Yahoo 12-month price target cut

Wall Street analyst trims company's 12-month price target to $24 a share. Meanwhile, Yahoo's stock dips as low as $17.25 in early morning trading.

Dawn Kawamoto Former Staff writer, CNET News
Dawn Kawamoto covered enterprise security and financial news relating to technology for CNET News.
Dawn Kawamoto
2 min read

A Wall Street analyst cut Yahoo's 12-month price target to $24 a share on Wednesday, citing a worsening economic climate and storm clouds on the horizon for future earnings growth.

Previously, Yahoo's 12-month price target was set at $26 a share by Jeffrey Lindsay, an analyst with Sanford C. Bernstein & Co., based on the controversial Yahoo-Google advertising search deal going through.

That report did little to cheer Yahoo's stock, which fell as low as $17.25 a share in early morning trading.

In the Sanford report, Lindsay said:

Our new valuation is based upon our pessimistic outlook for GDP and earnings growth but assumes no further short term dollar appreciation, which we now think is less likely following the recent government bail-out of Freddie Mac and Fannie Mae and the likely downward impact this will have in interest rates and the U.S. currency.

While Lindsay's current expectations call for Yahoo's stock to rise to $24 a share in the next 12 months, he notes it's based on Yahoo and Google going forward with their advertising deal.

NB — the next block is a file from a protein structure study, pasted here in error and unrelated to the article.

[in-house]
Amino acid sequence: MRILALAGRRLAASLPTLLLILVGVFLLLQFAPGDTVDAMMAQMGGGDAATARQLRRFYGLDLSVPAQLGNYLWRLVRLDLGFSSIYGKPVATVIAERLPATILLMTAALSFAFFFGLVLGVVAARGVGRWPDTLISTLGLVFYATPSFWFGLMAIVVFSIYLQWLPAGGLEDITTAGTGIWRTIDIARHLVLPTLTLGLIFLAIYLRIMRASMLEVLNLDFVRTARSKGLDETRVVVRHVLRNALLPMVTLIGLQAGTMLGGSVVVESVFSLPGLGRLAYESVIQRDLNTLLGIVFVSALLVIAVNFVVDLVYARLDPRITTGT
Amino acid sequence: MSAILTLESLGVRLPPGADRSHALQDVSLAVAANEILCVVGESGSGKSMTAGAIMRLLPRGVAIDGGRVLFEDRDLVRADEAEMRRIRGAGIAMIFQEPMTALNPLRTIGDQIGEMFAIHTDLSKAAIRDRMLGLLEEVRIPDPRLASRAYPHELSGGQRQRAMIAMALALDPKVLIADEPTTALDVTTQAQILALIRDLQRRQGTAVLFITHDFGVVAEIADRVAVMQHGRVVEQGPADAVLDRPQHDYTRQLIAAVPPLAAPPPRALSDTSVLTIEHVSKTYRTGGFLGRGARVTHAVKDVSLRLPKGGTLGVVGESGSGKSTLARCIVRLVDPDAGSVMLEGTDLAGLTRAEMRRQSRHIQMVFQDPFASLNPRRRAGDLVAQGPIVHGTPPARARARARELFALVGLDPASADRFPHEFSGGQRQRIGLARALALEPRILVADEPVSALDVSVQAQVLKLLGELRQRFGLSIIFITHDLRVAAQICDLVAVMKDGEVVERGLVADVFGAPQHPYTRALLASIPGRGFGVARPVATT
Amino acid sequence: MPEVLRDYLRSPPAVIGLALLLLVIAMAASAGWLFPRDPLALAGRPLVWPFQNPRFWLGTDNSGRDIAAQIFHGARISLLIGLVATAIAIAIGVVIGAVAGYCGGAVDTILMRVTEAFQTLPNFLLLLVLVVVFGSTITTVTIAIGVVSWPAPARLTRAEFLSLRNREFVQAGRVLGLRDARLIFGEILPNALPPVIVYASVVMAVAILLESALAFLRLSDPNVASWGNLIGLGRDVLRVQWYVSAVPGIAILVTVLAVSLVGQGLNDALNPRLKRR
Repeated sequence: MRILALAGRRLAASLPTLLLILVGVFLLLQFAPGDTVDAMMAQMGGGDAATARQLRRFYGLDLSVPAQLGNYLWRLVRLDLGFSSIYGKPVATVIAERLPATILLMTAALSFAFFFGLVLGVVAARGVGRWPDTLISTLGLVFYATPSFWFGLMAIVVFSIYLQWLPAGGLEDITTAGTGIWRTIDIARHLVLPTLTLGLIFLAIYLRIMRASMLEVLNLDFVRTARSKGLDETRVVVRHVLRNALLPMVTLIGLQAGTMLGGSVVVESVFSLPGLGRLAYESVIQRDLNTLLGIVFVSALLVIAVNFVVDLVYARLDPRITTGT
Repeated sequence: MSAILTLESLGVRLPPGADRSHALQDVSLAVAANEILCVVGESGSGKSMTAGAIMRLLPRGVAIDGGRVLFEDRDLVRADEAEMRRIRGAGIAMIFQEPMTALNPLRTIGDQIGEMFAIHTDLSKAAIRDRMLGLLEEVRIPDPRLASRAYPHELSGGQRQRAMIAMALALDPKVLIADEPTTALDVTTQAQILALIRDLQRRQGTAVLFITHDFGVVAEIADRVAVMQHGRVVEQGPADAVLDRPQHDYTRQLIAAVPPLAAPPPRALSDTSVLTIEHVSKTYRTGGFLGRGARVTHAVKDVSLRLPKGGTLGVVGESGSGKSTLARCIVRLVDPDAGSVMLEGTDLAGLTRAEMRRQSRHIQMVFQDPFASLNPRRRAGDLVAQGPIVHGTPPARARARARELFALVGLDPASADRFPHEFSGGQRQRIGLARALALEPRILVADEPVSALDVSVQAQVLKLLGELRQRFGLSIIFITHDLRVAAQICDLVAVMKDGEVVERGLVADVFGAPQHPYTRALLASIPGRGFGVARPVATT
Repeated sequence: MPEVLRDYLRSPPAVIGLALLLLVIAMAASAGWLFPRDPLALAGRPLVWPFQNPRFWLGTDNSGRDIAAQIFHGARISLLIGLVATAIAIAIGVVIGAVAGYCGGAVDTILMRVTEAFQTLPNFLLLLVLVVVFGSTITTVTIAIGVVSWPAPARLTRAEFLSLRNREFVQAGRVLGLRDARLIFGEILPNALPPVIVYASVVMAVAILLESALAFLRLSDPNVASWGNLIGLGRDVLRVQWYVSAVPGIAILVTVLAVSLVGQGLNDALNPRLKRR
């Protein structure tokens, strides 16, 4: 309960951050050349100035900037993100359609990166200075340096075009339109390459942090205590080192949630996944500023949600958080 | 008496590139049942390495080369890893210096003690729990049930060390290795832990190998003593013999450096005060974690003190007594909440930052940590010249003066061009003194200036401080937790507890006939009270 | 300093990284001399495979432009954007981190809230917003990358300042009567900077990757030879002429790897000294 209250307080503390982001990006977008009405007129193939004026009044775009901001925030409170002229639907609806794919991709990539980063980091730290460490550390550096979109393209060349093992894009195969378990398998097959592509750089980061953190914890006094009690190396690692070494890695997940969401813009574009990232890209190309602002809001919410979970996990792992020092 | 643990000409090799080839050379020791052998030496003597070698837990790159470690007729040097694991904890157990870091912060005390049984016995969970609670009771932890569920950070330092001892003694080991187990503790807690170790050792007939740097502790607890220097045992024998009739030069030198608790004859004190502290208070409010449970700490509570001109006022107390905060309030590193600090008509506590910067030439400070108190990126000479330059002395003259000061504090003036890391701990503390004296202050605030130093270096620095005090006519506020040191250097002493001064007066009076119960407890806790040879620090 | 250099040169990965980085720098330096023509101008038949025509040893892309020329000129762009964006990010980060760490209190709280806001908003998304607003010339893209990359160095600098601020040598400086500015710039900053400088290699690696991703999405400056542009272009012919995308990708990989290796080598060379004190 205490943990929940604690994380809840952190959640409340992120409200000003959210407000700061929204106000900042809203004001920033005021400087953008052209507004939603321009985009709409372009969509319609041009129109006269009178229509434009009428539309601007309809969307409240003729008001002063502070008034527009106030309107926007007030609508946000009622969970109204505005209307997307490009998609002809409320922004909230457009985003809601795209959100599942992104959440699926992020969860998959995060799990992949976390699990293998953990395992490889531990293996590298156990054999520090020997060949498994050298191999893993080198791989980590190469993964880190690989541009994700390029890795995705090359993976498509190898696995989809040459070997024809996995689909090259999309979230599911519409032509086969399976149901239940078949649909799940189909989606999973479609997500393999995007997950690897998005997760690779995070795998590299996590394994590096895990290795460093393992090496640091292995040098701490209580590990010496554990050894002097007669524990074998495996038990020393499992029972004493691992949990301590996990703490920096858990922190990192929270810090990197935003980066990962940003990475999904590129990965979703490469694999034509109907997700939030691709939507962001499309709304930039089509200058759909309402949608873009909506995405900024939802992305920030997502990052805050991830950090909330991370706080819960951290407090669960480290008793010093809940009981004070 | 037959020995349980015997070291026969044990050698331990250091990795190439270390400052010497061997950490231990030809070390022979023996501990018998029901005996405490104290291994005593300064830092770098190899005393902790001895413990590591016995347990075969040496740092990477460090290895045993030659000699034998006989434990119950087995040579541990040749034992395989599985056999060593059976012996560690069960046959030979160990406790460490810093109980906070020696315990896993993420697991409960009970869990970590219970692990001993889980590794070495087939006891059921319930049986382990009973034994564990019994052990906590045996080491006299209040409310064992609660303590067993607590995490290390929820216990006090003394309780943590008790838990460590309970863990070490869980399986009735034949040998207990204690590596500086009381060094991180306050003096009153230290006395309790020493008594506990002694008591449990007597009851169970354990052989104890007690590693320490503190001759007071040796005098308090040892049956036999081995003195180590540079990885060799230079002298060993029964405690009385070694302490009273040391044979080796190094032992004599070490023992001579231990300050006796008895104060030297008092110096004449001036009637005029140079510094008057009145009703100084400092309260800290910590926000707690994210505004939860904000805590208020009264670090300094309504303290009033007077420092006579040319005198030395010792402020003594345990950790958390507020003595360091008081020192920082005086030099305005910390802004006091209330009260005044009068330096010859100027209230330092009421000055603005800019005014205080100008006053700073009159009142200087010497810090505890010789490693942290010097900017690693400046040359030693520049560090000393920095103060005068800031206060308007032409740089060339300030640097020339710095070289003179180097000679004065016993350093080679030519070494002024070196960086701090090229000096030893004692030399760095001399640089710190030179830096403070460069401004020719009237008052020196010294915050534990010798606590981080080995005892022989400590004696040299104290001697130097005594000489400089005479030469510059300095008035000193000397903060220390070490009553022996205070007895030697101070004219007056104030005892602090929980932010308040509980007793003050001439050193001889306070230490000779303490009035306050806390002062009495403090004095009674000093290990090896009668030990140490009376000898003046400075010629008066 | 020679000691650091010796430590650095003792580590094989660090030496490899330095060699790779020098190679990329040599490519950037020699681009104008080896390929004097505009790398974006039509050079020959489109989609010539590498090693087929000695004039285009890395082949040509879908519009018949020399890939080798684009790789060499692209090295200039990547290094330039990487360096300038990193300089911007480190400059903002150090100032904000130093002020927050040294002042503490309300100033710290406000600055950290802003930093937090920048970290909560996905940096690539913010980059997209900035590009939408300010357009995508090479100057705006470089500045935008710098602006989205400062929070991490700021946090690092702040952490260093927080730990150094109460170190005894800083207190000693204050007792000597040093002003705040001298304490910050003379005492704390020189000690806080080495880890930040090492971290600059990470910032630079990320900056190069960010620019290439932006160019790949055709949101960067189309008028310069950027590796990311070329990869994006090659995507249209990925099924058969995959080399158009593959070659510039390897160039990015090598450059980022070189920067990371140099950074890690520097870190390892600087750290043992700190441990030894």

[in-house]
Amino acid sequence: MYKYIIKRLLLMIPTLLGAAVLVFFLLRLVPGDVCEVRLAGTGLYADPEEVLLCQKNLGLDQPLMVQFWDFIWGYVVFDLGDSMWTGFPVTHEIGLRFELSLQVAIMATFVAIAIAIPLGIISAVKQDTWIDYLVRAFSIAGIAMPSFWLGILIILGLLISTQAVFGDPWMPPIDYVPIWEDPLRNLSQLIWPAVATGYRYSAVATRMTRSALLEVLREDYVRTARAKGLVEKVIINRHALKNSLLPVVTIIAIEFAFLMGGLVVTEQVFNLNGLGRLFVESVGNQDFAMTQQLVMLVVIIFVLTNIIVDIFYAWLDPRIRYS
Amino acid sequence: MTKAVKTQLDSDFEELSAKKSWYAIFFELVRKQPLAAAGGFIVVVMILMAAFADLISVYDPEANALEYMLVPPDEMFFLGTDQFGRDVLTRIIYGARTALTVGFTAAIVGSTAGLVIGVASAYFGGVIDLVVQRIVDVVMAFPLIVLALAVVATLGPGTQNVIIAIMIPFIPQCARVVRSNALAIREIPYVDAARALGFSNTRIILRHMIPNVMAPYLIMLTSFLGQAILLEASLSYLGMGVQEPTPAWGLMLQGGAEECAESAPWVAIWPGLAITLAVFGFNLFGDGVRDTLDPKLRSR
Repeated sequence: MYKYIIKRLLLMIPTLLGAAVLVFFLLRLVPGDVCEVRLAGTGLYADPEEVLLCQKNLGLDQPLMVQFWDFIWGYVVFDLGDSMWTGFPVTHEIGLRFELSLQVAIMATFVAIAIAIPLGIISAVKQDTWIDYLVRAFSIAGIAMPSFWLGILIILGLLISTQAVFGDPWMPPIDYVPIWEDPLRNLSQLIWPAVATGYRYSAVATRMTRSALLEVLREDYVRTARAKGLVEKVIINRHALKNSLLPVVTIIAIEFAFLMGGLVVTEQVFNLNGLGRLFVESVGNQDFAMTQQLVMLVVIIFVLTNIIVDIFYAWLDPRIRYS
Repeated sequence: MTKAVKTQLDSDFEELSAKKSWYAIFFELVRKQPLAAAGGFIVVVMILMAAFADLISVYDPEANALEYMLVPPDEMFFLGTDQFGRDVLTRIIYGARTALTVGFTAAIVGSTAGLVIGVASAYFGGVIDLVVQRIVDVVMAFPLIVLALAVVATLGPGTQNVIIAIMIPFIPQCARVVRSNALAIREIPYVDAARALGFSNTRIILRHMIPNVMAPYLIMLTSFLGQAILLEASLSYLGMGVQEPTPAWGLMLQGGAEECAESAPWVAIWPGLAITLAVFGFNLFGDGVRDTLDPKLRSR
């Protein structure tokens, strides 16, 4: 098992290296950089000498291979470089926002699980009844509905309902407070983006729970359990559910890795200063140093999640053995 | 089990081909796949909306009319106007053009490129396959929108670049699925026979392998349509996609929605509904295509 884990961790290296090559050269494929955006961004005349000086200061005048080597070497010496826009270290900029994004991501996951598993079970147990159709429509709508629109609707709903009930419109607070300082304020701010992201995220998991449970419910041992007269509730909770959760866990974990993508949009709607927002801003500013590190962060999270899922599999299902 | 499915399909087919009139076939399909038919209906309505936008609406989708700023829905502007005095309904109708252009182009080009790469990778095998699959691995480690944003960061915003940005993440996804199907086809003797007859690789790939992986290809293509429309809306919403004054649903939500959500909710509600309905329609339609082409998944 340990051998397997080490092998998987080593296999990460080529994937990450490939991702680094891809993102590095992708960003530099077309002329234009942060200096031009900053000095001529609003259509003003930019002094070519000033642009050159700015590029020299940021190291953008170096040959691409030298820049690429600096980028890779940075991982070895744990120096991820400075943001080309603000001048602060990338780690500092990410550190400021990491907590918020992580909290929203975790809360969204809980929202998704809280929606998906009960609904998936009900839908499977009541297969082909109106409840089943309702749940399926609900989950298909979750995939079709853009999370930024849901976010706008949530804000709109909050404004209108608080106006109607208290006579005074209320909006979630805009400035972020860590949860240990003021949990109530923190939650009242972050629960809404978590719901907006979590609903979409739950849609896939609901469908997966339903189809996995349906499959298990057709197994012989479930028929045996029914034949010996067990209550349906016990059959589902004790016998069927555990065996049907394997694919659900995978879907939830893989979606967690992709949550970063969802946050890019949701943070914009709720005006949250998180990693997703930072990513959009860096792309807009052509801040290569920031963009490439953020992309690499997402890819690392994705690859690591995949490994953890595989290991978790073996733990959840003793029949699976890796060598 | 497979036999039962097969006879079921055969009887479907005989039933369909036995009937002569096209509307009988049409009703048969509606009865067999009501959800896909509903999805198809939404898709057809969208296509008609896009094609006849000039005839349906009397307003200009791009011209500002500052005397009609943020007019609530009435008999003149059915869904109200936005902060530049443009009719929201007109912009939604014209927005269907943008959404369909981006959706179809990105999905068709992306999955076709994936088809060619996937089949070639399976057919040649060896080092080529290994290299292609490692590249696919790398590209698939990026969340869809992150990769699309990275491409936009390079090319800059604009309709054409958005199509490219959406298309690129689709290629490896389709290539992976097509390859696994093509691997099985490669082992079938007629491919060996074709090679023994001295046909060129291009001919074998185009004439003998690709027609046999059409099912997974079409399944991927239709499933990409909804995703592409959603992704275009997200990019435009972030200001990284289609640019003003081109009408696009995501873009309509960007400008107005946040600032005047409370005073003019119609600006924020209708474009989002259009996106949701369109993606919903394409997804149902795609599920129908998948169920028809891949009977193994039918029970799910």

But Lindsay points out that without such a deal, he places Yahoo's 12-month price target at only $21 a share. And he further notes that recent reports indicate the deal is receiving greater scrutiny by the government with the addition of an outside antitrust litigator.

And on the other side of the spectrum, a similar ad outsourcing deal with Microsoft could push Yahoo's price to $26 a share in a 12-month period, Lindsay noted.

Although Google monetizes paid search better than either Yahoo or Microsoft, outsourcing to Microsoft is a better option for Yahoo shareholders for two reasons: (a) Yahoo can likely only outsource a minority of its search business to Google to ensure that the deal passes regulatory muster; and (b) Yahoo must also still incur the cost of maintaining its own operation--the former Project Panama. In a deal with Microsoft, however Yahoo could potentially outsource 100 percent of its paid search activities and could also eliminate the cost of maintaining its own paid search operation.

And a sale of Yahoo's search business to Microsoft?

Lindsay puts that figure potentially at $27 a share.